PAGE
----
Glass and glazing products had a big part to play in this year’s American Institute of Architects’ National Convention, which concluded this past Saturday in Philadelphia. And “big” was a major theme for many of these exhibitors. From size of glass to the quantity being used, industry companies agreed they’re seeing growing interest in their products.
“I think we’ll be seeing more and more glass used and we’re seeing it move beyond just a window and into [the entire] wall,” said John Buckley, Tremco’s director of marketing communications. “So, I do think we’ll be seeing more glass.”
Buckley added that his company has been focusing more of its efforts on glazing. He explained architects were asking about the company’s Proglaze ETA (engineered transition assembly) products. “That’s a hot topic because designs are getting more complex [as performance standards increase],” said Buckley. “We are having lots of conversations around glazing and around the transitions of a window.”
Big changes were also happening in fire-rated glazing. Vetrotech Saint-Gobain, for instance, focused on its Keralite Select. Lindsay Hampton, south central regional sales manager, said the company recently launched the largest tested sizes on the market, as its Keralite Standard, Keralite Select and Keralite Privacy fire-rated glass sheets now are available up to 47 1/4 by 95 9/16 inches.
“Having bigger sizes increases the number of applications in which the glass can be used,” she said. “This provides versatility for taller projects.” She added that increasing the size was a huge challenge.
“Having to modify everything took time and investment,” she said, adding that while architects are interested in features such as clarity, what they really like is the size. “Size is what it’s all about,” she said.
Aside from dimensions, glazing can also be used for increasingly large spans, resulting in more overall transparency. Safti First had a fire-rated product that could help with that. The company introduced its SuperLite II-XLM fire-resistive multilaminate, which is available in butt-glazed assemblies with a transparent joint for unobstructed, clear views. Tim Nass, vice president of national sales, explained that this new glass provides the option for architects to use narrow profiles.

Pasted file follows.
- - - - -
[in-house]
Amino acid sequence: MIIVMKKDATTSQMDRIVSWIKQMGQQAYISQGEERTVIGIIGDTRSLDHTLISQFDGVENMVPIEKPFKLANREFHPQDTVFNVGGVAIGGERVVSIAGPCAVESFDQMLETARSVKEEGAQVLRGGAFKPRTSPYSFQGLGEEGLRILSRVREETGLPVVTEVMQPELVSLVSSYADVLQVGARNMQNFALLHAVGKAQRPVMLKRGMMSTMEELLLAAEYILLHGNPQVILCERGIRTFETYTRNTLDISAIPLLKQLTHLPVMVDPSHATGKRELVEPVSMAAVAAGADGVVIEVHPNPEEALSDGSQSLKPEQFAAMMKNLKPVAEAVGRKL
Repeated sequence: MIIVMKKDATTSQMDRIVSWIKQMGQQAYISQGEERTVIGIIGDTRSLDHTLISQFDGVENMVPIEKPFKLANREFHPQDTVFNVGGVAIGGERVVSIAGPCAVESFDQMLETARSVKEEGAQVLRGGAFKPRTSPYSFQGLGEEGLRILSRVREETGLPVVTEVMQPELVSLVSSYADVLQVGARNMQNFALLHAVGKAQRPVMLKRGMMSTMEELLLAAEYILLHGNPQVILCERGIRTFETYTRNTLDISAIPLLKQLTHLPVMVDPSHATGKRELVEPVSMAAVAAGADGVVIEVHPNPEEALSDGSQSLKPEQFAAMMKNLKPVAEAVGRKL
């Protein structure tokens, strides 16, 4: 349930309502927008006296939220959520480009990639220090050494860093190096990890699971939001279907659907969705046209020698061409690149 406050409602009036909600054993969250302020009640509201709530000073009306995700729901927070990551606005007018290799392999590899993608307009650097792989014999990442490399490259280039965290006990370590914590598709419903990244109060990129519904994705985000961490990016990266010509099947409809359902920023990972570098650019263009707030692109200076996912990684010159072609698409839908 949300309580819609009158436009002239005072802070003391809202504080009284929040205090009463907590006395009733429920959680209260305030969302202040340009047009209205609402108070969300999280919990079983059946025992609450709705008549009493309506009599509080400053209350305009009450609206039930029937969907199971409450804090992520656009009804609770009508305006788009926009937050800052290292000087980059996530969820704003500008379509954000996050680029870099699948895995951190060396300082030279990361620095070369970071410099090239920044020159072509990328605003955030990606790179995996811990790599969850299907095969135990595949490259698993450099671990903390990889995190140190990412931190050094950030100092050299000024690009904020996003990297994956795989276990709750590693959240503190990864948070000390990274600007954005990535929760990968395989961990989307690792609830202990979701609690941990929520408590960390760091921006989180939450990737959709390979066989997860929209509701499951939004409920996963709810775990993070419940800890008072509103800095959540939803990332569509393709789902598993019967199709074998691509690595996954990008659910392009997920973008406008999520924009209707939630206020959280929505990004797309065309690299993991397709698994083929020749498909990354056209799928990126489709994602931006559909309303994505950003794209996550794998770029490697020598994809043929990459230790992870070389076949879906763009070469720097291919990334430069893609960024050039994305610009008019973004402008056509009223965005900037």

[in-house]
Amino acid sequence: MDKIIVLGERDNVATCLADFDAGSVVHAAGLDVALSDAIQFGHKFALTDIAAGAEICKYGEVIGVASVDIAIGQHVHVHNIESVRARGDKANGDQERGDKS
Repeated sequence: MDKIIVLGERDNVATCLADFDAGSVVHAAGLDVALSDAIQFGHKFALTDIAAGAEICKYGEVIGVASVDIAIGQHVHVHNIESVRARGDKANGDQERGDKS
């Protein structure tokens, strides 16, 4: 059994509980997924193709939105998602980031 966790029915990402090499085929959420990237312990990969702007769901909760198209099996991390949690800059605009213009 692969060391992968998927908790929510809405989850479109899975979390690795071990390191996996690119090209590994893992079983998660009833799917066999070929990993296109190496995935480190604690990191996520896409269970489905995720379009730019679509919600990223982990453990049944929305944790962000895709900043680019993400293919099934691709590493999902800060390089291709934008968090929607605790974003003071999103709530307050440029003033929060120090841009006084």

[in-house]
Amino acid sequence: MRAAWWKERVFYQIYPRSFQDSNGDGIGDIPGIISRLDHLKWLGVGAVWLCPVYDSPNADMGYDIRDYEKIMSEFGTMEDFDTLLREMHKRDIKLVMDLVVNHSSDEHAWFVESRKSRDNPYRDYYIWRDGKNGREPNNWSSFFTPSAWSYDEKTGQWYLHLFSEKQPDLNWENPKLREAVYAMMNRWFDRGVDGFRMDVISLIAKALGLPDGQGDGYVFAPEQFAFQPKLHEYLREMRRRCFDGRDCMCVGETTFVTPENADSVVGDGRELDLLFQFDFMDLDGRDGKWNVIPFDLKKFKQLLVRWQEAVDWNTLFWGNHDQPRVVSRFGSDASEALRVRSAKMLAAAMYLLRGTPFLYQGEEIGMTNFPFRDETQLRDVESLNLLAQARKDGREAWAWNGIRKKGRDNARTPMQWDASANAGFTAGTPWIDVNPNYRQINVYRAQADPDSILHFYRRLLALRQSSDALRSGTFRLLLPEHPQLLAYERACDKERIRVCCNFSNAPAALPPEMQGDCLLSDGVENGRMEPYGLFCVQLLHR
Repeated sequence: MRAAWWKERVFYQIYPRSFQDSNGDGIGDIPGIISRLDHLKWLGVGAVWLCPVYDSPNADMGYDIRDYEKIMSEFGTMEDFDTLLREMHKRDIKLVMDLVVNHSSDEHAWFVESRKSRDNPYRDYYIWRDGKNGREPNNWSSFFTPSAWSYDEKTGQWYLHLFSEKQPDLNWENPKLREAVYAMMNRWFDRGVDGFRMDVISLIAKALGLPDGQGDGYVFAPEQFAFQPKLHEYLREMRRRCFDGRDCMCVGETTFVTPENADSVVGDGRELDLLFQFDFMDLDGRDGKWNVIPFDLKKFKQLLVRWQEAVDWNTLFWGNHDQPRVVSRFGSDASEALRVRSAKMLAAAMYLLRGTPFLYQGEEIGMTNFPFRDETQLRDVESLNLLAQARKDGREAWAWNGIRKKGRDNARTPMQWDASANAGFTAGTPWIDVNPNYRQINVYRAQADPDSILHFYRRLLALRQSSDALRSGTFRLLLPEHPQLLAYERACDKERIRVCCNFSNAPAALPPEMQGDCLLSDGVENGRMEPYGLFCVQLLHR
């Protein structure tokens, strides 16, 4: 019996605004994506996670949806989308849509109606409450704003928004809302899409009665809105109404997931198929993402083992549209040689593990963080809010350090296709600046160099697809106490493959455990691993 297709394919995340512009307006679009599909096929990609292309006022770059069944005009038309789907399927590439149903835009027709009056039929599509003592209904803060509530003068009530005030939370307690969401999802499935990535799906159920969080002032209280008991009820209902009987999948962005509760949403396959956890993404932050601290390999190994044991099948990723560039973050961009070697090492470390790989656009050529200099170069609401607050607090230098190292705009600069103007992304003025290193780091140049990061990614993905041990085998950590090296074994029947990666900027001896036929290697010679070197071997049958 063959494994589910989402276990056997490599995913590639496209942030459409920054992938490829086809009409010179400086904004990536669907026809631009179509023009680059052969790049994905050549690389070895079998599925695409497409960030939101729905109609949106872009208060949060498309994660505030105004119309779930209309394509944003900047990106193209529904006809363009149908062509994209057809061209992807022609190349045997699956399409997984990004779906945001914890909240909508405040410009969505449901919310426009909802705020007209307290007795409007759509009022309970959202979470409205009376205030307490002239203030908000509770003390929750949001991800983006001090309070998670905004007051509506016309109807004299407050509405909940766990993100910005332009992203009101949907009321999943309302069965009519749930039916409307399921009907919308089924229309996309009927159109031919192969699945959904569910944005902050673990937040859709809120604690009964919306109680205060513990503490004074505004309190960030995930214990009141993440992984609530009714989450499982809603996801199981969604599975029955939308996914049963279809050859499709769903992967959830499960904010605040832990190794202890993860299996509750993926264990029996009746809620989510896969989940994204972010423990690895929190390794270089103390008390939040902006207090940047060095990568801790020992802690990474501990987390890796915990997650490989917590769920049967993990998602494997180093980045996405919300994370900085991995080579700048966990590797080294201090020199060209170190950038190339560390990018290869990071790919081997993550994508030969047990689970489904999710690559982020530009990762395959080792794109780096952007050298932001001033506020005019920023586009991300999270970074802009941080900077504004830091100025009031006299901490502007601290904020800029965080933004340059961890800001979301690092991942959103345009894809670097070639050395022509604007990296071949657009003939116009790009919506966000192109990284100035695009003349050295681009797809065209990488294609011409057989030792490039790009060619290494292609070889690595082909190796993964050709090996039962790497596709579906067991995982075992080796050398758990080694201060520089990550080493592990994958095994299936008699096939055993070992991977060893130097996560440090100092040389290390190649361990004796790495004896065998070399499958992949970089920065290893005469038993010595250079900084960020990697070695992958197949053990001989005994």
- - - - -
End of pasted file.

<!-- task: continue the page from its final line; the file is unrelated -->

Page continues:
“Architects love clear views and as few frames as possible. This allows for that,” said Nass.
Dynamic glass is also getting bigger—and so is the amount of attention it’s receiving from architects. For instance, Helen Sanders, vice president of technical business development with SageGlass, said her company has been seeing a lot of traction with architects when it comes to LEED buildings.
“It can be difficult to get the daylighting credit because they also have to meet a glare target,” she said. “It can be hard to have the right amount of glass to be daylight sufficient without having too much glare. Electrochromic glass is good to help with that. Also, zoning [the tint] in electrochromic glass helps you balance the glare control with light.”
And responding to the overall glass trend for larger and larger sizes, Sanders said the dimensions for their products are growing as well. “Nothing is stopping the size of the glass, except the [size of the] coater.”
A number of other fabricators that offer super-size glass products were also exhibiting. These included the Chinese company Northglass, which is growing its presence in North America; Colombia-based Tecnoglass, which is also doing more and more business here; as well as Owatonna, Minn.-based Viracon, which will soon be rolling out sizes as large as 130 by 236 inches.
“The question everyone asks, ‘are you making it in an IG?’ and yes, absolutely,” said Annette Panning, director of marketing and product management. “We have a lot of customers excited to get big glass.”
If you missed this year’s AIA National Convention, mark your calendars for next April 27-29 when the event will take place in Orlando, Fla.